on Haruki Murakami’s The Strange Library

Haruki Murakami, The Strange Library. Published 2005 but written early in his career; translated into English 2014 by Ted Goosen.

This brief tale reads like an allegory of reading itself, the Library as emblematic of the world. But it feels sharply different the twentieth century’s most famous allegory of reading, Borges’ “The Library of Babel.” Both Borges’ and Murakami’s fables are suffused with an unspeakable melancholy. But Borges’ tale is an expansive parable about infinity—and the hubris of pedantry—told by a wry ancient sage. Murakami’s uses a child’s poiny of view to describe a descent into hell, a story not about books opening doors but about being a labyrinth that narrows and narrows your choices until you’re entrapped in its inmost cell underground, forced to read in a “reading room” presided over by a tyrant, a little old man behind a desk with “black spots dott[ing] his face like a swarm of flies.” And in that room all your worse fears come true. You are a frightened boy who just wants to borrow some books and return home to the comfort of a dinner cooked by your mother. But you have a ball and chain shackled to your ankle and must sit and read in the dark, memorizing books at the old man’s command. Even worse, you learn that afterwards he will devour your brain and all its contents, including absurd information about tax collection that you’ve been forced to study. Is reading really just about mind control and punishment, combining vampirism and surveillance all in one?

Of course, the boy’s situation is not without some wacky and whimsical moments, shafts of light that heighten the darkness. “Don’t you think that’s awfully cruel?” asks the boy, describing his situation. “Speaking from the suckee’s point of view, of course.” Companions also appear, a man in a sheep costume who seems like a jailor but who also wants to run away; then a girl pushing a tea-cart full of treats. She can speak only in sign language and may or may not be the sheep man in yet another disguise, or a being dreamed up by the boy in his desperation. She warns him against hard-and-fast conclusions. “Just because I don’t exist in the sheep man’s world, it doesn’t mean that I don’t exist at all,” she says.

Which leads to the tale’s second allegory of reading: “ ‘I get it,’ I said. ‘Our worlds are all jumbled together—your world, my world, the sheep man’s world. Sometimes they overlap and sometimes they don’t. That’s what you mean, right?’” Somehow we have to try to communicate across the gaps. Reading about Ibn Armut Hasir, the author of a book with the scintillating title of The Diary of an Ottoman Tax Collector, the boy becomes the tax collector and even experiences the world through his senses, seeing a crescent moon floating over Istanbul, hearing a distant flute, meeting his three wives. But this is a brief illusory moment of beauty, almost a kind of bait to make the boy forget imprisonment.

The boy eventually plots an escape with the help of his two new friends. But the old man has anticipated their every move, a minotaur waiting murderously at the heart of the labyrinth. Here’s the third allegory of reading: in reading, like dreaming, we confront our deepest fears. “That’s the problem with mazes,” the boy tells himself, to keep his terror at bay. In the boy’s case, it’s of a black dog who bit him in the past and has now apparently killed his favorite pet bird: the dog now stands before him next to the old man, anger in its green eyes.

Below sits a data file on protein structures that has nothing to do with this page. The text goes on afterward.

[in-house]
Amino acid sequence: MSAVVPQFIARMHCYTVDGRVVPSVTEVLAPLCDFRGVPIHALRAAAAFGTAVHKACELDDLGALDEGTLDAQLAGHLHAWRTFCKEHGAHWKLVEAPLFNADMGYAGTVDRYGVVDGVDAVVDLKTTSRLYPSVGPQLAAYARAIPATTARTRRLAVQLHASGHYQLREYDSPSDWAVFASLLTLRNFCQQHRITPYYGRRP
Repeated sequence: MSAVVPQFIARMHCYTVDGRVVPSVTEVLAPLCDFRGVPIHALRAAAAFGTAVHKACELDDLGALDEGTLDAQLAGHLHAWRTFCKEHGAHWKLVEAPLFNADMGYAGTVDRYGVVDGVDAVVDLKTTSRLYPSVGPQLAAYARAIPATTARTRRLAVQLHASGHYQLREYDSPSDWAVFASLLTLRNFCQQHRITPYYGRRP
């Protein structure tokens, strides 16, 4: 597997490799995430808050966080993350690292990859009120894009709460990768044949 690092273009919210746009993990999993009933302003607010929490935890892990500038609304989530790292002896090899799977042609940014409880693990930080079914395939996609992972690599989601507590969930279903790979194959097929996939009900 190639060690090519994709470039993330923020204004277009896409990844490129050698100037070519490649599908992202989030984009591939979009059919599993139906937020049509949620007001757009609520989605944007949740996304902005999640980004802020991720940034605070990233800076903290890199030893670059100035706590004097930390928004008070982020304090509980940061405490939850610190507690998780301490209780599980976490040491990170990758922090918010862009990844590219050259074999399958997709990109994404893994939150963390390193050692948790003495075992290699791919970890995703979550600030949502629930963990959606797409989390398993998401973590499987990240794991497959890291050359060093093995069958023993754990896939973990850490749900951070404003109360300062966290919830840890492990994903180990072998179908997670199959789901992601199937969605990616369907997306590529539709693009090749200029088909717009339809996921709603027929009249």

What happens next I won’t give away. But it presents a fourth possibility for reading—that it gives us “powerful wings” after all, and through it we can discover new powers. But not without a horrible cost: when the boy wakes from his dream, the world seems greatly diminished and he can think of nothing but his losses. He’s plunged back into endless darkness that seems even worse than that of the cell in which he was imprisoned. And more isolated, eternally so: “how it feels to be alone, and the depth of the darkness surrounding me. Darkness as pitch black as the night of the new moon.” The Library has become a nightmarish place of estrangement. The boy vows never to return. His original joy seems now completely gone, replaced by a paranoic convinction that reading is tyrannical and isolating, with the protagonist frightened and alone. That’s a fifth outcome for reading that haunts the tale’s ending.

Or is the true Library now entirely within, its darkness and mysteries not necessarily only negative? The tale’s most haunting sentence comes in its middle, from its depths: “Like a blind dolphin, the night of the new moon silently drew near” (opening of chapter 18).

I’m struck by how different Murakama’s devastating little parable is from another tale about being spirited away, namely Hayao Miyazaki’s famous animated film Spirited Away. That tale also deals with parental estrangement, terror, imprisonment, labyrinthine spaces that constantly change, domineering tyrants, and constant new challenges. Yet though both possess moments of wonder and whimsy, how animated (excuse the pun) and hopeful Miyazaki’s masterpiece is in comparison to The Strange Library. Its protagonist, a young girl named Chihiro, grows up emotionally through her adventures to become a leader unafraid to confront and outwit tyrants. She makes friends easily, even with frightened little lumps of coal, and eventually each of these new friends helps her with their special powers, just like in old fairy tales. Miyazaki and Murakami share a sense of the powerful presence of spirits just under the modernist sheen and pace of contemporary Japanese life: the job of their plots is to usher us into those portals to another vision of the world. But in the end Miyazaki’s is a profoundly more social and optimistic vision, one whose driving force is transformation, not abandonment.

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